I’ve been one of the biggest cheerleaders for the WisdomTree Japan Hedged Equity Fund (DXJ) for some time now. Still, the current euphoria around “Abenomics” and the Nikkei’s massive returns on the back of a plunging yen in a short few months is starting to make me feel a bit cautious.
I’m increasingly seeing only a one-sided optimistic view on DXJ, almost as if it’s a sure bet. So, I think it’s only fitting that we cover some of the potential pitfalls of Japan, and by extension, DXJ. After all, considering that the crowd could be wrong is a critical step in your investment decision-making.
I want to be clear that I’m not calling an end to the DXJ party that has given investors more than 40 percent returns since mid-November 2012. DXJ and Japanese equities could very well rally hard for many more months.
Still, I wonder how much influence foreign institutions and hedge funds have had in the recent rally. I also think of some serious longer-term issues in Japan, including unfavorable demographics, its dependence on exports, the demoralized state of its consumer base and that the government’s mountain of debt may weigh heavily.
Investors piling into DXJ at this juncture to chase returns should think about whether they’re trading on momentum, or investing for the long haul, and remind themselves that there’s no such investment as a sure thing.
First, A Bit Of Background …
DXJ has been one of the hottest ETFs of 2013, raking in more than $3.7 billion in asset flows and returning more than 19 percent year-to-date.
Since early November 2012, when DXJ was a $530 million fund, it’s grown almost 1000 percent and is now a $5.4 billion fund. This puts DXJ within arm's reach of the $7 billion iShares MSCI Japan Index Fund (EWJ) $7 billion.
Of course, DXJ’s ballooning assets are not only due to its massive inflows, but also to its surging net asset value.
The reasons for DXJ’s sudden superstar status are probably well known by now, so I won’t dig into it in detail. In a nutshell, DXJ’s massive outperformance is predominantly attributed to its currency-hedged feature.
Kudos to the folks at WisdomTree for being early birds in spotting the negative correlation between the yen and Japanese equities. They tweaked their existing Japan ETF strategy in 2010 to hedge out the yen exposure.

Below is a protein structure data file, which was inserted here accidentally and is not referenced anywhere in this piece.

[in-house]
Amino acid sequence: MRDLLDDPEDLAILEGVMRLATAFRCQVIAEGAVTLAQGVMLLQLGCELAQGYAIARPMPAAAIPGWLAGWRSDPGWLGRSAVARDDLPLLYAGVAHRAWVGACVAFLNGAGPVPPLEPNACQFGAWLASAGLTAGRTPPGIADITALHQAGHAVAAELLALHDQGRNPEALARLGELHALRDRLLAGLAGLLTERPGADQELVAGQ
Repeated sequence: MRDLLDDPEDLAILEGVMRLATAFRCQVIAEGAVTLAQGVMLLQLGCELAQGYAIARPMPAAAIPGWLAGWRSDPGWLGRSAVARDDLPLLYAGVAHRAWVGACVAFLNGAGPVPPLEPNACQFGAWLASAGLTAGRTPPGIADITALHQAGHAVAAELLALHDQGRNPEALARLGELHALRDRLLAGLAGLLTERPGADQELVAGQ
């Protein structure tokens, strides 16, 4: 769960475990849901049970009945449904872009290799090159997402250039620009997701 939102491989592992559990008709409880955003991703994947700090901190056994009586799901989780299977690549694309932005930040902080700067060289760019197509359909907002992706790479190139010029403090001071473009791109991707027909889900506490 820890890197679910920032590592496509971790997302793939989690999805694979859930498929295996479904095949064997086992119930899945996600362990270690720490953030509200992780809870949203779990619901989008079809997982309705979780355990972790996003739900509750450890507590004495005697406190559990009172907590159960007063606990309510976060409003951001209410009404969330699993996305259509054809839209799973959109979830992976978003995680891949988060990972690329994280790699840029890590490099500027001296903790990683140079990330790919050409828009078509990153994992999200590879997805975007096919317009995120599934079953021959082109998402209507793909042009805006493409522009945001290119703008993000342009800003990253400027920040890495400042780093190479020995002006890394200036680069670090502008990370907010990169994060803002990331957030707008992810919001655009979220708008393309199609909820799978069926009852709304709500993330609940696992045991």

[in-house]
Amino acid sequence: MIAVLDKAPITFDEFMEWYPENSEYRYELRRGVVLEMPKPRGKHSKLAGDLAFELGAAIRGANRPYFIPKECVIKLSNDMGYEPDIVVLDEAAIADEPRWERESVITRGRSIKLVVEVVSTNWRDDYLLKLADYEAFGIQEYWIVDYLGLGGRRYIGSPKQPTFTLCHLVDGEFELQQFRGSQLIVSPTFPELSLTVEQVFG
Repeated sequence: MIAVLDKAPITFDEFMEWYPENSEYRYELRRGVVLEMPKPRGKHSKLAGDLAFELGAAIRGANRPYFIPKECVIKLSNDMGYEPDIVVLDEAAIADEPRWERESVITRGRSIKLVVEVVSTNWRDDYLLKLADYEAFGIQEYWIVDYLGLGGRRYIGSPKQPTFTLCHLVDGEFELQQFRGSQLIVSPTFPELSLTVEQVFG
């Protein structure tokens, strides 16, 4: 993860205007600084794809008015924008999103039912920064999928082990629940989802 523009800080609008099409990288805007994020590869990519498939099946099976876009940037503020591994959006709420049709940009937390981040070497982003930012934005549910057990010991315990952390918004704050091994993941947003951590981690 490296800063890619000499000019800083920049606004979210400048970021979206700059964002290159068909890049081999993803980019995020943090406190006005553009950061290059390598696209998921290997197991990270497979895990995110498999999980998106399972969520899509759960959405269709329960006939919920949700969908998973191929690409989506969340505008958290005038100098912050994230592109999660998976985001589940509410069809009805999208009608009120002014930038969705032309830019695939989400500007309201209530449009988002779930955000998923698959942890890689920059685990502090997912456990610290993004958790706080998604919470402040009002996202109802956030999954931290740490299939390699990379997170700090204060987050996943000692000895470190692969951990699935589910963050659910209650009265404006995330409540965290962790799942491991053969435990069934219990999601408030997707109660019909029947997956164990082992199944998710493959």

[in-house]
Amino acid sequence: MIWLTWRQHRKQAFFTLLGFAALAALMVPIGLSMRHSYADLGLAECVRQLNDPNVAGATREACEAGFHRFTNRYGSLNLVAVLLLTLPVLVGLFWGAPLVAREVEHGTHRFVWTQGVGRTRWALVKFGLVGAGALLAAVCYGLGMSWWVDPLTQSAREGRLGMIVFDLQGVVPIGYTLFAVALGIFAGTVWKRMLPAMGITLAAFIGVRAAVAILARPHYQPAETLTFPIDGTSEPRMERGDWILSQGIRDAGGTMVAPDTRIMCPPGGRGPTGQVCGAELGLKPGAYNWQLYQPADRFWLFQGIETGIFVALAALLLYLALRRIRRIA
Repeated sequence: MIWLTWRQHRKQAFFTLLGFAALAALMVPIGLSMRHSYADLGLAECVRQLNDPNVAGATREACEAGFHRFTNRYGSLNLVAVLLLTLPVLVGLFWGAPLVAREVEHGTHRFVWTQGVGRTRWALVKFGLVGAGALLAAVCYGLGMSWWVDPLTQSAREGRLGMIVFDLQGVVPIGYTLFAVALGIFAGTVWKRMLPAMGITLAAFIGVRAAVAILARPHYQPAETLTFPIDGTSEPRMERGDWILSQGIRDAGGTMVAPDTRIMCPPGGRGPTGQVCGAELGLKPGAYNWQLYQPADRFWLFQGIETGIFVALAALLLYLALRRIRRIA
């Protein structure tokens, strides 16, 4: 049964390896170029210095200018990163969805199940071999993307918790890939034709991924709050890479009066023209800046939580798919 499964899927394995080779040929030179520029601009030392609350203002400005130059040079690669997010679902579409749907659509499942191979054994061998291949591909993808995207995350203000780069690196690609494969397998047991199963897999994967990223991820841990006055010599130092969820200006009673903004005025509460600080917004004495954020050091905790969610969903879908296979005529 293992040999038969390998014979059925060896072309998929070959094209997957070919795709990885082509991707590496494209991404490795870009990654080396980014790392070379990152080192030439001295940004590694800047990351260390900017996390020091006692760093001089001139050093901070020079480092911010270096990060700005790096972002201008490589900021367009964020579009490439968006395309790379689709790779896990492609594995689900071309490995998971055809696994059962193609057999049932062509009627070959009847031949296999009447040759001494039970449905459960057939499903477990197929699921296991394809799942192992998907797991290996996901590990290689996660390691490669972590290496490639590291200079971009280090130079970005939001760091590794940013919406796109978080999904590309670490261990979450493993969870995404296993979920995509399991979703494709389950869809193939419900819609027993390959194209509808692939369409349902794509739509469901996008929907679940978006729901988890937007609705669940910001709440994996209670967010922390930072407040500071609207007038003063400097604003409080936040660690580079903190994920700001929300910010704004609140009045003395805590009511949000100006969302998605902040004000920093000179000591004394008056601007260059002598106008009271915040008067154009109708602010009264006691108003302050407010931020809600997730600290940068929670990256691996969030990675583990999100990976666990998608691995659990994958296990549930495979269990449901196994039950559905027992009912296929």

Now The Potential Pitfalls
It shouldn’t come as a surprise to see a sharp relief rally in Japanese equities now that the formerly ultra-strong yen—which was choking off the profits of some of Japan’s largest multinational companies—is falling hard from all-time highs.
Still, the yen’s depreciation has come a long way in a few short months in the aftermath of Shinzo Abe’s election. Since mid-November, the yen has plummeted almost 20 percent. I think most investors, including Japanese officials, probably weren’t expecting such a large plunge in such a short time frame.
Interestingly, Abenomics has thus far given the markets a steroid shot from just strong rhetoric about ending deflation through unlimited asset purchases by strong-arming the Bank of Japan.
The Bank of Japan hasn’t actually started its massive large-scale asset purchases, currently scheduled to begin in January 2014. That said, it certainly looks like Abe will get an ultra-dovish governor in Kuroda, the newly appointed Bank of Japan governor.
Yet should the yen plunge below 100 yen/dollar (which is only 5 percent from where it’s currently trading), I wonder if we might start to hear a more toned-down rhetoric from Japanese officials to try and limit a further plunge in the yen.
Several Japanese officials have previously hinted already that they don’t want the yen to weaken beyond 100-110 yen/dollar.
In such a scenario, I wonder if the Nikkei would continue its explosive performance.
Two other big questions also remain.
First, just because the Bank of Japan embarks on a massive quantitative easing program unlike anything we’ve seen in the past, will that actually create the targeted 2 percent inflation rate policymakers are aiming for?
And secondly, if they’re able to create inflation, will Japanese citizens start spending and investing?